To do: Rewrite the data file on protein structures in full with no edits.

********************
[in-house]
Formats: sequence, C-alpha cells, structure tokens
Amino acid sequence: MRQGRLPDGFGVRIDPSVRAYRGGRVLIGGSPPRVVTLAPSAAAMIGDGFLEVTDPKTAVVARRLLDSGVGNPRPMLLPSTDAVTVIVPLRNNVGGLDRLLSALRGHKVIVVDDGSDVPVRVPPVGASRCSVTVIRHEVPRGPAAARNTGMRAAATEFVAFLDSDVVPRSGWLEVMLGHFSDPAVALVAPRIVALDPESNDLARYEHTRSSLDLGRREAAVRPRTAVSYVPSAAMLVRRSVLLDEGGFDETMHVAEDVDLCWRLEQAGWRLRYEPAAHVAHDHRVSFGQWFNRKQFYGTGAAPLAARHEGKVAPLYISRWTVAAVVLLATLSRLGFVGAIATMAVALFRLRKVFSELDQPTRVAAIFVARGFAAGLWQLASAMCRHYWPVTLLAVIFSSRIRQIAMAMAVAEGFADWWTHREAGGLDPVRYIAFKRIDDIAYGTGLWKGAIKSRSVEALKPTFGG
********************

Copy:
[in-house]
Formats: sequence, C-alpha cells, structure tokens
Amino acid sequence: MRQGRLPDGFGVRIDPSVRAYRGGRVLIGGSPPRVVTLAPSAAAMIGDGFLEVTDPKTAVVARRLLDSGVGNPRPMLLPSTDAVTVIVPLRNNVGGLDRLLSALRGHKVIVVDDGSDVPVRVPPVGASRCSVTVIRHEVPRGPAAARNTGMRAAATEFVAFLDSDVVPRSGWLEVMLGHFSDPAVALVAPRIVALDPESNDLARYEHTRSSLDLGRREAAVRPRTAVSYVPSAAMLVRRSVLLDEGGFDETMHVAEDVDLCWRLEQAGWRLRYEPAAHVAHDHRVSFGQWFNRKQFYGTGAAPLAARHEGKVAPLYISRWTVAAVVLLATLSRLGFVGAIATMAVALFRLRKVFSELDQPTRVAAIFVARGFAAGLWQLASAMCRHYWPVTLLAVIFSSRIRQIAMAMAVAEGFADWWTHREAGGLDPVRYIAFKRIDDIAYGTGLWKGAIKSRSVEALKPTFGG